They picked us up from our beach bungalow the next morning at sunrise. Before going out past the keys, which was the chain of islands about forty miles east of the main coast, Tiger and King needed to catch bait for the day. They owned a house on a nearby island where we scanned the mangroves for small bait fish. As Tiger threw the net, repeatedly hauling in sizable amounts of bait fish, King told us about the enormous crocodile that hung out in the area. Luckily, we never saw it. With about a hundred small fish to use as bait, we buzzed out into the flat horizon of blue water. The fishing wasn’t as plentiful as the first day, but we caught much bigger fish. They called them porgies, which I’m not sure what they are, but they were big enough to cut our fingers on the hand lines and one almost pulled Mags over the edge.
On the way back, we ran into some trouble. Near the end of the day, the fishing picked up, and we stayed longer than intended. We didn’t reach the keys again until dark. As I described earlier, the boat was simple. It didn’t have lights or any reflective properties. It was a wood boat, painted blue with a single engine propeller motor mounted on the back. As we were coming about midway between the keys and the main shore, the boat engine puttered, and we skimmed through the ocean waves, gliding to a halt. Through the darkness, we could see our destination slowly moving farther away. We were drifting, without an anchor, into the open ocean at night.
Maggie and I quickly asked what happened. King informed us the fuel filter was clogged. He told us it was an easy fix, take the filter off and just run the fuel line straight into the engine, but they didn’t have any tools on the boat. All he needed was a screwdriver, but we didn’t have one. We only had fishing gear, a bunch of fish, and a bit of water. Tiger said he was going to call a friend to pick us up. He pulled out his phone, cursed, then King relayed to us that his phone was dead. Other fishing boats, some with lights, some without, raced by on their way back to town. As it was pitch black with no moon, we were pretty worried about one of them hitting us. King took out his cellphone, it was jingling with low battery. He called his friend. He didn’t answer. We drifted more, watching town get farther away. He tried several more people, hoping that his phone wasn’t going to die before telling someone about our situation. Finally, he got a hold of someone. He gave them loose directions. That we were drifting between the keys and about how much of a degree angle we’d drifted from town. After hanging up, King told us that his friend was on his way and there was no need to worry. Without lights on our boat, Maggie and I were still worried. With nothing else to do, we all started fishing again. King and Tiger caught a few fish before the buzz of a boat motor sounded. When we saw our rescuer, he slammed into reverse, nearly crashing with us because he was using the light of his flip phone screen to search in the darkness. I don’t know how, but the local found us a drift in the ocean. We tied to his boat and after about three hours drifting in the darkness; we got back to Dangriga.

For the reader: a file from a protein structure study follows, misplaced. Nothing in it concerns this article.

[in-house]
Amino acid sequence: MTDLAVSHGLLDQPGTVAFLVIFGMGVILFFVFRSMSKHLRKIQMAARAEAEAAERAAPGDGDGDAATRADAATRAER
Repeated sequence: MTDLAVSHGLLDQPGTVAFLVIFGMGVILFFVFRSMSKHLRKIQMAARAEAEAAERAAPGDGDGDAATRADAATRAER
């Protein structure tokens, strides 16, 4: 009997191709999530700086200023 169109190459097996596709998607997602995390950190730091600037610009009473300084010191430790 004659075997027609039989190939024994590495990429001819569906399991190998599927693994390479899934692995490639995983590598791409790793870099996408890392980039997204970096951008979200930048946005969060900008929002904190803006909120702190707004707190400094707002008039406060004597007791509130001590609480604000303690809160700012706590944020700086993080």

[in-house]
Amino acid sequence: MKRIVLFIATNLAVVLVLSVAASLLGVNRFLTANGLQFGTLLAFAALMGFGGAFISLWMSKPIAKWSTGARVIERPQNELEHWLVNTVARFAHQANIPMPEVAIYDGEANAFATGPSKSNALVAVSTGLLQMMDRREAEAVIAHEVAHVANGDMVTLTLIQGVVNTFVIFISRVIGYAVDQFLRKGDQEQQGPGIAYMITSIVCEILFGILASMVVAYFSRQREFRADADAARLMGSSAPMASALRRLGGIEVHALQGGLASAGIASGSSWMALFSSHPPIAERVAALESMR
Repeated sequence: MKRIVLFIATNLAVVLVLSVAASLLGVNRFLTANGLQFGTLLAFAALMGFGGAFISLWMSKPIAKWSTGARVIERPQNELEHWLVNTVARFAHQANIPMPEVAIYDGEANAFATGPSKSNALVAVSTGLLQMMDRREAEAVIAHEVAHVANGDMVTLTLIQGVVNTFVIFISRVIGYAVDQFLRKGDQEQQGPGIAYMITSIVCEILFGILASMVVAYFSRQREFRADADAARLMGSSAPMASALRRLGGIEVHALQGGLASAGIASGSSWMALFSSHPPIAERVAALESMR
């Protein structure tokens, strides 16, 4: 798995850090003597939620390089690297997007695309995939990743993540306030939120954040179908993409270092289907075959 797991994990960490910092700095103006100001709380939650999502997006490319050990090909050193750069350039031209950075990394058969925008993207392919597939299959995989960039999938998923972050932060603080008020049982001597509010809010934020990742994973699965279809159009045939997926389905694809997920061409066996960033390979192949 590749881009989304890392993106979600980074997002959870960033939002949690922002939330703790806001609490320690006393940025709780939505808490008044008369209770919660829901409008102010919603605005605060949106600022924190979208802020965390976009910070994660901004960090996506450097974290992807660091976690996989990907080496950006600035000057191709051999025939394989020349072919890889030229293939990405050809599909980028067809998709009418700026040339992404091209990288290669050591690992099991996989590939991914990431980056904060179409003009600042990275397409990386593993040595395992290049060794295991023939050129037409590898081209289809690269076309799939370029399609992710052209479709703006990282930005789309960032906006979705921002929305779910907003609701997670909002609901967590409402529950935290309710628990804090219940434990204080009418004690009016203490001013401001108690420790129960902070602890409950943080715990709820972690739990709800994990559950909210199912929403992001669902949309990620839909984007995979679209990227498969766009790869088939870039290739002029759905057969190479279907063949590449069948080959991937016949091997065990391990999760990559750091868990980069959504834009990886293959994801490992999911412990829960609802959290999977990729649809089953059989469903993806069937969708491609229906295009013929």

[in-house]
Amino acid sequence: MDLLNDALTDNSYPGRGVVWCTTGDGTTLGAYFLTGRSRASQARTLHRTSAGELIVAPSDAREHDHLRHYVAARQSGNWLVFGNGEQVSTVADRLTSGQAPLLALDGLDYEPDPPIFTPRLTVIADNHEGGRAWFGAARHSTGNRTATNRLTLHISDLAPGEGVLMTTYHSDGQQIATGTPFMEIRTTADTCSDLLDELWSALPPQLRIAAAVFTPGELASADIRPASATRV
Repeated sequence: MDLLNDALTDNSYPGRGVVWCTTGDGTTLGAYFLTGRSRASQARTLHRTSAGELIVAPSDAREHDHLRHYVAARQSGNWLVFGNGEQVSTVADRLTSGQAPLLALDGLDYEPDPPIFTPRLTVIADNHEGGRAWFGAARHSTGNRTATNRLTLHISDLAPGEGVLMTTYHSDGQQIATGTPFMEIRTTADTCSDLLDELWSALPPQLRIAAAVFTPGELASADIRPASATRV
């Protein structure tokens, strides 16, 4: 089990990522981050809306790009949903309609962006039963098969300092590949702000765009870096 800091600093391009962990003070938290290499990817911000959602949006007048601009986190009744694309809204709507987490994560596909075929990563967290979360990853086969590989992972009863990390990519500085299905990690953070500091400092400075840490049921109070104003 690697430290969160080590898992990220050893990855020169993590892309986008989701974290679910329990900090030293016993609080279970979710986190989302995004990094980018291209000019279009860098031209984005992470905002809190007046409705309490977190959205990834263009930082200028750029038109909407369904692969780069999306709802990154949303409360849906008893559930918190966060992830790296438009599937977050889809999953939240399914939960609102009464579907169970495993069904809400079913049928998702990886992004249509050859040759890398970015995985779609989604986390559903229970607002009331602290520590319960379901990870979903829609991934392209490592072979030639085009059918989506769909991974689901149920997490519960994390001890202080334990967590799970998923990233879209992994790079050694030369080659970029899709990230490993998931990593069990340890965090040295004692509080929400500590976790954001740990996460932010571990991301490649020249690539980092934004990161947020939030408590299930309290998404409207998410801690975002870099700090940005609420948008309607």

As a thank you for helping them fish and putting up with the faulty fuel filter, Tiger and King invited us for a fish fry at their house. That was some of the tastiest fish I’ve eaten.